Vietnam War veterans honored in Vacaville – The Vacaville Reporter

For nearly five decades, Army veteran Nick Sanza of Napa has been unwilling to go to anything that reflected his time serving in the Vietnam War.

However, after working with the Concord Vet Center and the Rowland Freedom Center, he didn’t hesitate to attend the 50th Saturday commemoration ceremony in Vacaville.

“It’s the first year in almost 49 years that I’ve wanted to do one,” Sanza said. “Forty-nine and it feels good.”

Helping at the event, Sanza – who served between 1971 and 1973 – said he bonded with other veterans during their time in service and gratitude for surviving what they had lived. The interaction, apparently, was therapeutic for him.

” It was magical. I needed it, Sanza said.

The ceremony took place at the Rowland Freedom Center, a partnership between the center and the Concord Vet Center ahead of Vietnam War Veterans Day, which is Tuesday.

After hosting a small event in their parking lot nearly a year ago, the Concord Vet Center was looking to branch out into a larger space. The center aims to help former military members access appropriate veterans services in Contra Costa, Solano County and other areas of the region. When Rowland’s managing director Paul Mirich heard of the need, he reached out.

“I would love to work with any veterinary center,” Mirich said. “Any veterinary center that needs a place to hold something, come on.”

Concord Veterinary Center outreach specialist and event organizer Joe Moglia was delighted with the welcome from the museum and the help of Rowland’s volunteers.

“When we showed up this morning…we had about 10 volunteers helping us get ready for the event,” Moglia said.

Opening the doors at noon, veterans and their families wandered the grounds of the museum, viewing the exhibits in the hangar and the variety of vehicles parked throughout. They gathered information from Concord’s mobile veterinary center and answered questions from staff members.

While enjoying a meal freshly prepared by volunteers, conversations between attendees flourished and strangers quickly became friends.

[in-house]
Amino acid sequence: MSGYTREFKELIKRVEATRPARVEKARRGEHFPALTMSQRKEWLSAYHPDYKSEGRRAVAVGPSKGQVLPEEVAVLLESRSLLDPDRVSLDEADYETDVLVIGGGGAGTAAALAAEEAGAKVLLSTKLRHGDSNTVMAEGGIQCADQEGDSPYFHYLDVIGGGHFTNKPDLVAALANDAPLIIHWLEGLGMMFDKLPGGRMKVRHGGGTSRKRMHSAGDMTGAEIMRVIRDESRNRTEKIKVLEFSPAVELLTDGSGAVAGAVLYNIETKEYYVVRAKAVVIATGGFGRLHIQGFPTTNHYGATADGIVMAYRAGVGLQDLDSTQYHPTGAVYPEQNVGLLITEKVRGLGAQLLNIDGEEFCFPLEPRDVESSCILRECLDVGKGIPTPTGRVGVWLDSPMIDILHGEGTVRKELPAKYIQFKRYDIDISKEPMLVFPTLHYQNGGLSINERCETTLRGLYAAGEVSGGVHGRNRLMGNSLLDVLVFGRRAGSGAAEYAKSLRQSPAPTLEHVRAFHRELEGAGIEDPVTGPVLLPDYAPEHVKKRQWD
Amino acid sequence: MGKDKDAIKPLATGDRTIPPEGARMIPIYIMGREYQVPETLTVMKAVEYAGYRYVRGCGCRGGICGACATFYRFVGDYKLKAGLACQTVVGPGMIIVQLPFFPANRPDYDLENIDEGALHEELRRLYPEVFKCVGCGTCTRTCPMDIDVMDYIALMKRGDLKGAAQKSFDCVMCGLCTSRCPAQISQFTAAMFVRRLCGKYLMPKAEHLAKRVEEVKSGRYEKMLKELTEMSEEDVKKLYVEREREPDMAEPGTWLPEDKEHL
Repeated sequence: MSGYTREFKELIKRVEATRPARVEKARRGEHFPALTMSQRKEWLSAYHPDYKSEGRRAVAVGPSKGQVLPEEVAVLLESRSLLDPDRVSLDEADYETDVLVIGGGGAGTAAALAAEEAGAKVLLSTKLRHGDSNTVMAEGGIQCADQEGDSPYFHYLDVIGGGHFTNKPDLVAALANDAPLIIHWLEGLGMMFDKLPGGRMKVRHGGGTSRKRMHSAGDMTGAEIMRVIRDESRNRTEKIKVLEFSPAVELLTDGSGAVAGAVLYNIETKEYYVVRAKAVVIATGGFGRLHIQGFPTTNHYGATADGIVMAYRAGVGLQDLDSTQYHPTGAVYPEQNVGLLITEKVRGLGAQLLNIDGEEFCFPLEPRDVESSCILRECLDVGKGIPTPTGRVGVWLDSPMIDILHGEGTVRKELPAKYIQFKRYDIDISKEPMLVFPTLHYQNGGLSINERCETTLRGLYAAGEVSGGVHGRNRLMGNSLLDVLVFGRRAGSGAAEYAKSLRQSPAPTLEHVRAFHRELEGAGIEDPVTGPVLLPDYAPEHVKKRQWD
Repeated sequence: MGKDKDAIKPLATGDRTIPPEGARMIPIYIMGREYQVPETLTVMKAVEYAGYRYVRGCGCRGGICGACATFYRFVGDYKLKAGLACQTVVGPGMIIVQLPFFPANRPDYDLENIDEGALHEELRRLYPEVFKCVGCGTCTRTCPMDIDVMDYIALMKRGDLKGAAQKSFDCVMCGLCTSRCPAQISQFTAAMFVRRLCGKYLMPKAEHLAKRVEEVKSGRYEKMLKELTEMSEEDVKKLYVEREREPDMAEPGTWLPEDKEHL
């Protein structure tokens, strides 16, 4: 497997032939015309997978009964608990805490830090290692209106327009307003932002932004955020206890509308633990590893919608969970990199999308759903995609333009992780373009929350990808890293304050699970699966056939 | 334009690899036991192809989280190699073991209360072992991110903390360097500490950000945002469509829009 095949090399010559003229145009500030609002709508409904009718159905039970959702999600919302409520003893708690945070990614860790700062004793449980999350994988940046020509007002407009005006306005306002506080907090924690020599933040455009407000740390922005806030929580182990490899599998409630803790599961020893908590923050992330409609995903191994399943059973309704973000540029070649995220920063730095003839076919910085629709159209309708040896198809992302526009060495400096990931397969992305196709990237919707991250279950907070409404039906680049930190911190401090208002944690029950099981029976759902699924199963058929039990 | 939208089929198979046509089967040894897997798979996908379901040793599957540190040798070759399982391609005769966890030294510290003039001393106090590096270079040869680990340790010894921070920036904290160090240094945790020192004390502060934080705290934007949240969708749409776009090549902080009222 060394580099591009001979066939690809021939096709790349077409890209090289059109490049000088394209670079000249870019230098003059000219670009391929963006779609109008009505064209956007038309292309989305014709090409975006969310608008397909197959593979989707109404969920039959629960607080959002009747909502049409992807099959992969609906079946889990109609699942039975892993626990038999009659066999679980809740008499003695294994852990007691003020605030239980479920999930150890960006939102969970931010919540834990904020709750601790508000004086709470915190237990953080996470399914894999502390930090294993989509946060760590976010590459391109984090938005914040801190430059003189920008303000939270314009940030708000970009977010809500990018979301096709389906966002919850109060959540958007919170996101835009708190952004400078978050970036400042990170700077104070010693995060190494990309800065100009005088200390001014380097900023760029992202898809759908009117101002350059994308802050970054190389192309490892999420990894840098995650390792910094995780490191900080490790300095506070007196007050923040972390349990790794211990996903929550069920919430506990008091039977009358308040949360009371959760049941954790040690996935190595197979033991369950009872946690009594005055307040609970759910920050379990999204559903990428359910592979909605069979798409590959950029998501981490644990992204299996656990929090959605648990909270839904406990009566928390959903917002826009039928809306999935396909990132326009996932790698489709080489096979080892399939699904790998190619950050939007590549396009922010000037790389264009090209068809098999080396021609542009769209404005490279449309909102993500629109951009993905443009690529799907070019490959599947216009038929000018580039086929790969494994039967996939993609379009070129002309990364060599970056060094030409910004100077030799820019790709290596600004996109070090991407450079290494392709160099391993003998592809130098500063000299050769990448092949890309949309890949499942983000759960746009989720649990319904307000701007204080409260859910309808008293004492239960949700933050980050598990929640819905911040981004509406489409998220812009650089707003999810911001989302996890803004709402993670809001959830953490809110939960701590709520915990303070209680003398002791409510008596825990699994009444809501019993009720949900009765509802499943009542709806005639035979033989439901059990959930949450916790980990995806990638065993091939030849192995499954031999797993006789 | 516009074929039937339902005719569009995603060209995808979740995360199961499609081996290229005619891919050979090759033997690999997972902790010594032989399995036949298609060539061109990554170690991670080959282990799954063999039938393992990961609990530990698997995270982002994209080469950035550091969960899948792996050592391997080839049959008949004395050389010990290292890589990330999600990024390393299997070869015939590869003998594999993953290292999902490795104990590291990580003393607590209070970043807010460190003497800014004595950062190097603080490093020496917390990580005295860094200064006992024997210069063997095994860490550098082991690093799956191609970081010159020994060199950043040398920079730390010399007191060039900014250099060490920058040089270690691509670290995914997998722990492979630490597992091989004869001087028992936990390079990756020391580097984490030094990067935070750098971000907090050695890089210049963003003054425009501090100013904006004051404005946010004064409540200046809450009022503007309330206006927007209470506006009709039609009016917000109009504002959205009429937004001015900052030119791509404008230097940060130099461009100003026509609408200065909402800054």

John Clark, a retired United States Navy veteran who served in the Vietnam War, enjoys one of the walking exhibits at the Rowland Freedom Center in Vacaville before the start of the 50th Vietnam Commemoration Ceremony organized at the museum by the Concord Vet Center on Saturday. (Photo by Corey Kirk/The Reporter)

“We share something unique,” ​​said Victor Gomez, an Army veteran who served in the Vietnam War between 1967 and 1969. “War veterans, especially combat veterans, are unique.”

Once the crowd settled in after the first hour, the ceremony began. The speakers addressed a multitude of subjects, all with the same objective: to pay tribute to those who fought for their country. While the topic of conversation centered around the Vietnam War, there was also discussion of mental health and the resources that can be provided to those who served.

“One of the things that all veterans are ashamed of is what happened to you after the Vietnam War and the way the citizens treated you when you came back,” said the county director of veterans services. Solano, Alfred Sims, at the ceremony. “What our veterans receive from society is not welfare. What veterans get from our society is what they have earned.

After facing the harsh reality of returning from war, many veterans may not have felt welcomed and cared for. But they will never again, the speakers said, be underestimated.

“They didn’t have their welcome home parades and we’re trying to do that now to show how much we appreciate them,” said Concord Vet Center physician Cynthia Dodge.

Later, Moglia encouraged veterans to come forward for well-deserved recognition for their service. Commemorative pins and P-38 can openers were then donated.

For Moglia, the gratitude of the participants was the highlight of the event.

“The simplest things can bring them the greatest joys, which was great for me,” Moglia said.

Concord Vet Center staff said they hope to expand their reach to help Solano County veterans by opening a branch near Travis Air Force Base in Fairfield.

Navy veteran and Fairfield resident Bob Jacobsen, who received the Silver Star and four Purple Heart medals for his service in the Vietnam War, said he would like to see more help offered to veterans closer from their house.

“Having our own center here, we can get more people there, that would be nice,” Jacobsen said.

For more information on veteran assistance, visit the Concord Vet Center website at

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